The tail of the turbine is made from a sheet metal cut to look like a fin.It is attached to a steel pole.This is further connected to the PMA alternator.
The 11 blades of the turbine is attached to a hub and a pulley through a steel shaft. The belt is connected to a secondary pulley which is connected to the Permanent magnet alternator. The wire from the PMA is connected through MC4 connectors to the control panel.
Wind turbine and solar power system overview :
Setup of the wind turbines :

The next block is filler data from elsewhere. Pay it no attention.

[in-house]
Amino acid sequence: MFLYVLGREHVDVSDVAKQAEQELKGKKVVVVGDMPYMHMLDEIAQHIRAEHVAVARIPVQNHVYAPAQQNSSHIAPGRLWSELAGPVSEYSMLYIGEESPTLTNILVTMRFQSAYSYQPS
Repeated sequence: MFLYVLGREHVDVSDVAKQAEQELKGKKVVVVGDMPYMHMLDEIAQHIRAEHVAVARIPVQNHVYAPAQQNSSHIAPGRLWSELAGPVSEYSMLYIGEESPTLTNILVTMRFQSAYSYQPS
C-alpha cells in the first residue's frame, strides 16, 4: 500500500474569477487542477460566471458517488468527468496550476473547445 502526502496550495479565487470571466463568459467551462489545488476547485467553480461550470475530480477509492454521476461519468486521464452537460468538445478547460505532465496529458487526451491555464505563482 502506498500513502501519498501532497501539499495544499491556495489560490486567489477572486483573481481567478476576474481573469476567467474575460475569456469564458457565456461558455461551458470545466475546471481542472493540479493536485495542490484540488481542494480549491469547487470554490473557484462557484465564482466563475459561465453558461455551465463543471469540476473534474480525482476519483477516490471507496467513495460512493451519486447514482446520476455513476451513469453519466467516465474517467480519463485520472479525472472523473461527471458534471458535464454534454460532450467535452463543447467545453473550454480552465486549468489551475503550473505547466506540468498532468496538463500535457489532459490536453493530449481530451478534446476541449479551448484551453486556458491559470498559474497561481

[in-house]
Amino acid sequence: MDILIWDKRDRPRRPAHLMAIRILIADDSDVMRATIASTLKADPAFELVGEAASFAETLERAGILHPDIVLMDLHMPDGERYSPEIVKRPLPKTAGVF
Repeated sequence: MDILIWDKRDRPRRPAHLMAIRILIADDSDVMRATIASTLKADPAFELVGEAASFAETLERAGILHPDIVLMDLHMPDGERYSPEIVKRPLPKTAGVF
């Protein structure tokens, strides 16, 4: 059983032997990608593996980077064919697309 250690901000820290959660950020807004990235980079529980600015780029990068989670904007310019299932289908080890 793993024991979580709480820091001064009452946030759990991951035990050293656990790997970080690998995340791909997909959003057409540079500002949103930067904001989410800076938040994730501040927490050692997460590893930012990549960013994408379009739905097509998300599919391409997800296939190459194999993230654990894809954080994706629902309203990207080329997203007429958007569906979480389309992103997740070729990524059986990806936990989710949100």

- How to convert an Old Ceiling Fan Motor into a 70W Efficient Single Phase Alternator GeneratorThis project goes over the conversion of an old ceiling fan motor into an single phase alternator .You can't take your standard AC electric motor and spin it and get an electrical current out of it unless you modify it. The ceiling fan motor used here will produce about 70 volts at one amp which is roughly 70 watts. Through a bridge rectifier we can get about 70 watts of power out of it. We start by pulling the cover of the fan. Inside we have a squirrel cage rotor in the middle and 6 coil windings around it. The coil windings are placed in clockwise and anti-clock wise directions inside the stator. Next we remove the circular rotor from the threaded shaft which is attached to it with help of a vice. We attach the shaft with the rotor through it within a vice. With the help of an extra piece of pipe to give leverage, we press them against the rotor and push it away from the rod and pop it off. We are replacing the rotor that we have detached from the shaft with a two inch hex steel bar . It has six sides that matches with the six coils from the stator. With the help of one eighth inch drill bit we cut a hole in the center of our hex bar. We put the hex bar through the shaft and fit them snugly around the threaded area. We take six one half inch neodymium or rare earth magnets and place them along the the 6 sides of the hex bar. We place them in such a manner that the poles of the magnets are opposing each other. For permanent usage, wrap this with a little bit of tape or glue so that they are held in place securely. We place our modified rotor in the middle of the stator and align them such that they fit in tightly. The outer screen is bolted back onto the motor. We can also add second set of magnets to increase the magnetic field of the rotor .This will also bring it closer to the coils on the outside and increase the overall voltage. To convert the alternating current generated by our ceiling fan alternator to direct current, we use a bridge rectifier. It has 4 poles, 2 for connecting our alternating current, the other plus and negative for DC power. https://www.youtube.com/watch?v=k-4IbLOZwnA